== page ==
Kings of the Wyld by Nicholas Eames (The Band # 1)

 If Terry Pratchett decided to write a tale about a bunch of oldies going up in arms against ALL the bloodthirsty monsters you have ever read about, to save one girl and in that process, maybe the world too (A trivial side- benefit of course) all the while tripping on the sounds of Rock for Ages, then it would have sort of ...become Kings of the Wyld. I know it totally doesn't do justice to the genius of
Nicholas Eames - But hey, I so totally loved this book.

Celebrating rock and epic fantasy in a totally inscrutable mash-up that nevertheless turns out to be a runaway platinum jubilee record hit, Nicholas Eames gives us the opening act of The Band - in Kings of the Wyld. This is a rollicking tale of backslapping bromance borne out of the sort of wild road-trip undertaken by a bunch of ageing rockstars, dragging themselves out of retirement for that one last-ditch all-out  effort to revive the glory of old and to experience the unbeatable high of that unadulterated adrenaline-rush of being in the thick of action (literally, like fuck!)

So as far as the story goes - we follow the quiet Clay Cooper living the boring, mundane but a perfectly acceptable life as a guard in a sleepy hamlet of a town. Happily married to the love of his life with a daughter. Retired. But his pretence of a perfect life goes out the window, the moment his best friend Gabe - ex-frontman of his mercenary band, Saga comes crying for his help. To rescue his daughter Rose, stuck behind an impossible enemy line. A city called Castia beyond the dangerous Wylds, on the edge of the civilization where the greatest monsters of the world have all gathered to lay siege. It seems like impossible odds but Saga was the greatest band that ever was. And this was the perfect opportunity to hit the roads back again to go out smoking in that last stupid attempt at becoming legends.
Majority of the story follows the band getting back together – because this in itself, is one hell of a saga. A druid, obsessed with finding a cure for a disease that killed his husband, their in-house rogue who was an artist with his knives and one of the best thieves that was, is reduced to being a cuckolded King suffocating under his responsibilities – and their main warrior, well is incapacitated in his current form – trapped in stone.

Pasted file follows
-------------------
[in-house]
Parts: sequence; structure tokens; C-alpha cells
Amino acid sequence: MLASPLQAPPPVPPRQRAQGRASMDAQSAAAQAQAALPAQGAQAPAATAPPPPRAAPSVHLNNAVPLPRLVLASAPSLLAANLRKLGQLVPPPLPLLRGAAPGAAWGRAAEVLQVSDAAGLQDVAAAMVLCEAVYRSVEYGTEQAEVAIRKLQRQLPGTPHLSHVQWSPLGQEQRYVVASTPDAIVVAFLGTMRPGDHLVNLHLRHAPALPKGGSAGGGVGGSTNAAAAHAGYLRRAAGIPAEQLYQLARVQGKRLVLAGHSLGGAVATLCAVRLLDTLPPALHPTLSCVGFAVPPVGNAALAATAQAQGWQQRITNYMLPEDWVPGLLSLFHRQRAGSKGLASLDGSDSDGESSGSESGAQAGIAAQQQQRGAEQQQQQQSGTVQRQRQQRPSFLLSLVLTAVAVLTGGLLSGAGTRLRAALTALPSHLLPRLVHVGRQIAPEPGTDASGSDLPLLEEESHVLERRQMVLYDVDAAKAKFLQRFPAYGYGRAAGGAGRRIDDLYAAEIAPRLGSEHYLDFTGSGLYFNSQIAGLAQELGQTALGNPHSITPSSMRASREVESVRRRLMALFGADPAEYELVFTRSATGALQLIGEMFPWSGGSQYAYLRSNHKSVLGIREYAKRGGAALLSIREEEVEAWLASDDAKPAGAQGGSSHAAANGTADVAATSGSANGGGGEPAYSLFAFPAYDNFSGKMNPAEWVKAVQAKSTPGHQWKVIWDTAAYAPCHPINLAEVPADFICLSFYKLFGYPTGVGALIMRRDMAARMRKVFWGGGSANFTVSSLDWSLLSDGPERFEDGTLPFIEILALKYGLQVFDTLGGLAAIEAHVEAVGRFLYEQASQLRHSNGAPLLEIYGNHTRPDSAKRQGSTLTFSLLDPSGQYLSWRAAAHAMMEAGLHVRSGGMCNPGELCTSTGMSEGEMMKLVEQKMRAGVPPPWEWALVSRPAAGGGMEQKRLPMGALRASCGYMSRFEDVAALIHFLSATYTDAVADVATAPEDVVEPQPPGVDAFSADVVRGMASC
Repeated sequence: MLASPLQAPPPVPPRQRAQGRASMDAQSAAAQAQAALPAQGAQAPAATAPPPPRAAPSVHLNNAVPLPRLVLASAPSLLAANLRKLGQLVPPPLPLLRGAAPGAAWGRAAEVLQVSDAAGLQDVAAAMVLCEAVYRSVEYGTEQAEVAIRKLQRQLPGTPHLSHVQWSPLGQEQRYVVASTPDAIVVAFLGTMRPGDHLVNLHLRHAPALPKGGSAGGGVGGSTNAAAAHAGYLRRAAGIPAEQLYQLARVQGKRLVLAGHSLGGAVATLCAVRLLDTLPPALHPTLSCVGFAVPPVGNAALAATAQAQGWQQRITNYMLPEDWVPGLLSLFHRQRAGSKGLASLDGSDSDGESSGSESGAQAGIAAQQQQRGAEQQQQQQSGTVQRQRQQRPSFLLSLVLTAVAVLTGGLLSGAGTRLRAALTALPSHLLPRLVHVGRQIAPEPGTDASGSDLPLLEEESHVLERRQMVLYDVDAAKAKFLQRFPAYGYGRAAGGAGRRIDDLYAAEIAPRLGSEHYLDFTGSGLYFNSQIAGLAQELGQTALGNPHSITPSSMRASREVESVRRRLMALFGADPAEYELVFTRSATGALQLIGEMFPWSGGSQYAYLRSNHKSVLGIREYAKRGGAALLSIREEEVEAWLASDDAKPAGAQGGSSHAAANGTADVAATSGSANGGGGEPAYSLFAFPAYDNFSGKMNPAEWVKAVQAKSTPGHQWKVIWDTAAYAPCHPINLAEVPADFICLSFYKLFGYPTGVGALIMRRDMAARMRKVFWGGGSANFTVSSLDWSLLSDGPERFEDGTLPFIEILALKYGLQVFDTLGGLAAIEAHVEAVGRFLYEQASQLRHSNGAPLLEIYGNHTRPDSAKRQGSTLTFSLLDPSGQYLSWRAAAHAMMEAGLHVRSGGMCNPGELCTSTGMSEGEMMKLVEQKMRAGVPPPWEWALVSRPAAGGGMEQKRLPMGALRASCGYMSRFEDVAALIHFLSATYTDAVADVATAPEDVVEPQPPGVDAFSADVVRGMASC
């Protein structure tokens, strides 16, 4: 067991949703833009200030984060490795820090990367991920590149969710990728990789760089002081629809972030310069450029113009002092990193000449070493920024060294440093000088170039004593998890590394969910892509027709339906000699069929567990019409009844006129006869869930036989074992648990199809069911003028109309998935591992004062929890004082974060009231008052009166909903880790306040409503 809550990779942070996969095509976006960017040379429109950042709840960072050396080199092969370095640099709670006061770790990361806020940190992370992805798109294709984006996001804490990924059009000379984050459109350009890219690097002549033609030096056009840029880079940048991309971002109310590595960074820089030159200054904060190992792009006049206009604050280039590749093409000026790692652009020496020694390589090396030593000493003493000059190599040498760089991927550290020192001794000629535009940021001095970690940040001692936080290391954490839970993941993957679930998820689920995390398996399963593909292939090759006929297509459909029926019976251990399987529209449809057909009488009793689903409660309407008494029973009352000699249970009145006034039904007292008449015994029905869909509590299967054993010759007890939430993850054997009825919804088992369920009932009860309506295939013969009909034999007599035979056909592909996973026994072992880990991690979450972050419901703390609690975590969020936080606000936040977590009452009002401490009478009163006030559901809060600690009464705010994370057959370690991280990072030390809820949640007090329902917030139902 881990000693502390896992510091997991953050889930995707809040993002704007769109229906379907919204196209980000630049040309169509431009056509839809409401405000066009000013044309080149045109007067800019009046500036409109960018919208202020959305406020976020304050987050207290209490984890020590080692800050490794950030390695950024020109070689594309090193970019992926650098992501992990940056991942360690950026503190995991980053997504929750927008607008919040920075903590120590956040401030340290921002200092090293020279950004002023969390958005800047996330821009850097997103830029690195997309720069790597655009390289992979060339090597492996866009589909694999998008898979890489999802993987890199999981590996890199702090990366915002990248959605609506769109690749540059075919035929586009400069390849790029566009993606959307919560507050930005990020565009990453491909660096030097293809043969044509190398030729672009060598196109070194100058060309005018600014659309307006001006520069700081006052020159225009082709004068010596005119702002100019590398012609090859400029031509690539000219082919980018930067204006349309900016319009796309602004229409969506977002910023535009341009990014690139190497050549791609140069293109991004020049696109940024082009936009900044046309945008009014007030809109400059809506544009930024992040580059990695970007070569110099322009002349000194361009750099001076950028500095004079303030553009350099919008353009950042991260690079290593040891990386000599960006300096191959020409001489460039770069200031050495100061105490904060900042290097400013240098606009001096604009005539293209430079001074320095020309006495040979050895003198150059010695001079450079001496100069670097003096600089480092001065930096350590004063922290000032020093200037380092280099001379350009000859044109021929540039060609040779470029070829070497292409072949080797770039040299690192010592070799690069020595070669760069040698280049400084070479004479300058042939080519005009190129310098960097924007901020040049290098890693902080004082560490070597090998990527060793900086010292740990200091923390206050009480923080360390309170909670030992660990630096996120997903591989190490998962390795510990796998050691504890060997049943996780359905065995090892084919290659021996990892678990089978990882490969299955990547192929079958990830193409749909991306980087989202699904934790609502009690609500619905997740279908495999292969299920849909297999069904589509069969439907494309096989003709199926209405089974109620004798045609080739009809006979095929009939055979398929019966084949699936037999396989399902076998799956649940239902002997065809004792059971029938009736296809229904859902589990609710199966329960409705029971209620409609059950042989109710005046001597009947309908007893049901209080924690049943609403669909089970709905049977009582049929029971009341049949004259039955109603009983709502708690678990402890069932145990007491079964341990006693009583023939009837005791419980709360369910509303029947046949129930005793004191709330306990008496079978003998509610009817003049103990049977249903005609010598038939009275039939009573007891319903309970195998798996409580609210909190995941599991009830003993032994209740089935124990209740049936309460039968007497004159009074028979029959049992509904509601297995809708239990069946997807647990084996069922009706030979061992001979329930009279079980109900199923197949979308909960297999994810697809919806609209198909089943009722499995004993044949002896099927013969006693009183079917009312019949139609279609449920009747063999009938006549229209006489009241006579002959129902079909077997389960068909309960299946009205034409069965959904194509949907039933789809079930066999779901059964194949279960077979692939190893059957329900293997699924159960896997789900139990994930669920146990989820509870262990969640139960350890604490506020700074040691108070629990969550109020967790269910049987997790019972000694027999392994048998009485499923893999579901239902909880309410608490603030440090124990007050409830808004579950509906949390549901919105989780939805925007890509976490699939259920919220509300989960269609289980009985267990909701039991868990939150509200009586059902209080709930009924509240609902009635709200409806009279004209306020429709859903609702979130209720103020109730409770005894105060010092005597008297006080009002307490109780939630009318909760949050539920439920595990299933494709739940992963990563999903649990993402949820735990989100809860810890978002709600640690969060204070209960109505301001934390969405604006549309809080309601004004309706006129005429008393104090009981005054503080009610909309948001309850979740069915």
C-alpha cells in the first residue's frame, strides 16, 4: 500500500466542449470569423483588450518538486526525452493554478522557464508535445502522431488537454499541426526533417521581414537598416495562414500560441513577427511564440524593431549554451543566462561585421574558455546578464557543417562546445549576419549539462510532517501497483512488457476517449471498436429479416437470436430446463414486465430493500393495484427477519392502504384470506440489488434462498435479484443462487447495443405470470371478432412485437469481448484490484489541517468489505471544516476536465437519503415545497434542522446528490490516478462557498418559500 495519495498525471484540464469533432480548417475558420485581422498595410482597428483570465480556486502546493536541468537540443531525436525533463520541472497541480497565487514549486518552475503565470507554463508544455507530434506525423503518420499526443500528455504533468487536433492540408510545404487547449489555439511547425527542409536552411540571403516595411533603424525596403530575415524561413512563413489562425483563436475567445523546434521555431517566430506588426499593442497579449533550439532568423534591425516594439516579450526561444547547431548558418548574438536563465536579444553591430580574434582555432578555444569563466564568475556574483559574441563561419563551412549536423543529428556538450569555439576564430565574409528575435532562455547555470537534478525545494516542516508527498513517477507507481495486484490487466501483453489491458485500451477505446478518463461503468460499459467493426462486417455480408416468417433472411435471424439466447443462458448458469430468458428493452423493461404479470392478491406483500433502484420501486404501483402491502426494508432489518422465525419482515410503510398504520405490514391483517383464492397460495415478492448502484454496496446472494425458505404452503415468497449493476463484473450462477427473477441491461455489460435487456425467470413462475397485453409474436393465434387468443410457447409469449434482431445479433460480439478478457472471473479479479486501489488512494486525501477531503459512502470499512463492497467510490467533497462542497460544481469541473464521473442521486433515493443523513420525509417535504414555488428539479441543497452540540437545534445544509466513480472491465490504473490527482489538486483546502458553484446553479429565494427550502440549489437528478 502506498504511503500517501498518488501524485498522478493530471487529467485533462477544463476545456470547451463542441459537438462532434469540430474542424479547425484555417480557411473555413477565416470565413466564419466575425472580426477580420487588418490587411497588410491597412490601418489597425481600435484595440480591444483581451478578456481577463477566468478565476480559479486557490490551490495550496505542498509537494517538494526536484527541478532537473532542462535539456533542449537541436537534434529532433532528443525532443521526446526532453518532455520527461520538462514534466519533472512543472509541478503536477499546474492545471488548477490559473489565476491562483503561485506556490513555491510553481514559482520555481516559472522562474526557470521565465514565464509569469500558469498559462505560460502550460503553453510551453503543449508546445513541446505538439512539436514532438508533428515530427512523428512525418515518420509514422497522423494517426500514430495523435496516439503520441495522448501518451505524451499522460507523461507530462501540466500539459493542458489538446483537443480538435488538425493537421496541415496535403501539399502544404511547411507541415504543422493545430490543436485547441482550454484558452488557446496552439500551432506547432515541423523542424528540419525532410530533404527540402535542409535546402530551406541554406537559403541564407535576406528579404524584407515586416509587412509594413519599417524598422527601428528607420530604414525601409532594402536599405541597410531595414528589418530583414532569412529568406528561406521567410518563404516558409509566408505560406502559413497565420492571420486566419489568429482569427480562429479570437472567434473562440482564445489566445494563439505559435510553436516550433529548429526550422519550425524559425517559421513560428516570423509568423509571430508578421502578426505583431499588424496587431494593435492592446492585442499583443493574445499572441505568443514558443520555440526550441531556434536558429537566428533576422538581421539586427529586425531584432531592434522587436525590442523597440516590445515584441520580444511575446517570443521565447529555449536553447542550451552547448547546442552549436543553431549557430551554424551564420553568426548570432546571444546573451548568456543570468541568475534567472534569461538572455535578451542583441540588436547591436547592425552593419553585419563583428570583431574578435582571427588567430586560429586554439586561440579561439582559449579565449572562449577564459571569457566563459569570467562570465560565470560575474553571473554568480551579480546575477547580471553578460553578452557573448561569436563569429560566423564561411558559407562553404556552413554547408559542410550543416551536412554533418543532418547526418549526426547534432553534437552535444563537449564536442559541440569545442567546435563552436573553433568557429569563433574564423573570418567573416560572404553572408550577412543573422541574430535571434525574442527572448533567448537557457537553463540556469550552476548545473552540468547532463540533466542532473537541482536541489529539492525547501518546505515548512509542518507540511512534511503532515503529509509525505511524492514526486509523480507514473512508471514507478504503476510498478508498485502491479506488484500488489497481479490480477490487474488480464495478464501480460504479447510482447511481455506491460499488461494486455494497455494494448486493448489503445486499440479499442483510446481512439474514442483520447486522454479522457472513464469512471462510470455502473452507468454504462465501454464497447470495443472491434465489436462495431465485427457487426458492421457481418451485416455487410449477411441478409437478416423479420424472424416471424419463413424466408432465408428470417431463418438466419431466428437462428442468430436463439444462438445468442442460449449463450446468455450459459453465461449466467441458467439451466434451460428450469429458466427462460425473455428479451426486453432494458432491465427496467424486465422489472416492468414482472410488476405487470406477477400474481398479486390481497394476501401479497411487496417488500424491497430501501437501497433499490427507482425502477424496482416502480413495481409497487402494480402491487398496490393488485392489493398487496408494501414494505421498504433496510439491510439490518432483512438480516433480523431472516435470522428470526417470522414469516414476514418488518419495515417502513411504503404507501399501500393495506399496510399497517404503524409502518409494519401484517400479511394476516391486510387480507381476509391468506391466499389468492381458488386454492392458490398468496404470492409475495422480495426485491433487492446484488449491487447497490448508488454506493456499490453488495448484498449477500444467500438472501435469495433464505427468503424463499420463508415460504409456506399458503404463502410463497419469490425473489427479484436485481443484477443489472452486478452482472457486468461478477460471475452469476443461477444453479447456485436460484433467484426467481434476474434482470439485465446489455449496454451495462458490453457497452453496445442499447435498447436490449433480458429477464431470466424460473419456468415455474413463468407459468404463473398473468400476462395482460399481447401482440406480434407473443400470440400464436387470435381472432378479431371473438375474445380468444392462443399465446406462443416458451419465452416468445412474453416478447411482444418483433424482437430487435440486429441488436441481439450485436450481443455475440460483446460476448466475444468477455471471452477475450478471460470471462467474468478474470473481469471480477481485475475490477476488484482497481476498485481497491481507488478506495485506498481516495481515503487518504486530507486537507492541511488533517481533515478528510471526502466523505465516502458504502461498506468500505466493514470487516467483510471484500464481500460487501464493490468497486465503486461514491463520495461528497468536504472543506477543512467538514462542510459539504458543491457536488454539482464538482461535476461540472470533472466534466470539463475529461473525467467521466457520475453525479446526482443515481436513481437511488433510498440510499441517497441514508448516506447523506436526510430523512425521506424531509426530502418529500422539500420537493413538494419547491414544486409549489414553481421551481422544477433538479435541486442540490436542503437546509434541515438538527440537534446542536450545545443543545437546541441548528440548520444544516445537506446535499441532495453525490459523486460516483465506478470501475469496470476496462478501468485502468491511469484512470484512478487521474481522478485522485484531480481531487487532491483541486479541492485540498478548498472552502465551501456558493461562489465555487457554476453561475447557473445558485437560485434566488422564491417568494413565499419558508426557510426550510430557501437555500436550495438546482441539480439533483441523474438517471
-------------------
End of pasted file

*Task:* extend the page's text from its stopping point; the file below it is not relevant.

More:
Nicholas must have thrown the rule book right out of the window for this one. He hits the strides pretty boldly early up in the book, taking his time to build out the fascinating world that makes rockstars of the fighting mercenaries, complete with touring vehicles ( sky-ships!) booking agents, gladiator arena matches, drunken orgies, glorious songs and fisticuffs in tavern all included. As a reader, I was transported to this bizarre world of monstrous creatures (And this is really where Nicholas’ genius turned from gentle candle-fire to a blazing inferno!) of all shapes and sizes, that push the boundaries of your own imagination. There are two-headed giants, friendly cannibals, an arachnid bar-tender, snake-women just off the top of my head. It’s a wondrous world that makes you pause as you wait to decide the level of danger, fun or wonder.
The reason apart from of course the rib-tickling humour which is both understated and sometimes, so blatantly in-your-face and the well-crafted fight scenes that pepper the narrative, why the book reads really well is of course the relationship between the characters. There is so much history binding all five – their banter, their moments of quiet solitude or their rock-solid loyalty to each other, it just is the secret sauce of the narrative that is so delightful. Each of the five characters are well fleshed out but my favourite, like many others I suspect, is Clay Cooper – who really is the glue that binds the band together. Quiet, thoughtful and displaying copious amounts of cautious fortitude, this here is a man who would lay down his life for his brothers without a question asked but would prefer to keep things alive and kicking. Not given to eloquent speeches, he gets the maximum mileage through just a casual shrug of his shoulders.

Nicholas Eames possibly set out to have fun with this book – and while yes, rocking to the tunes of some of the greatest hits of the world, this book delivers the fun element in spades, for all fans of this genre. Be it the action, or the humor or the mindblowing elements of the worldbuilding or the brilliant characterization. This amazing first book in this series also delves into the more serious aspects of friendship and relationships without being preachy. I just cannot wait for the exploits of Gabe’s daughter Rose now, coming out in April. Rock on!


Popular posts from this blog

A Time of Dread by John Gwynne ( Of Blood And Bone # 1)

Black Panther - Movie Review

Smoke Eaters by Sean Grigsby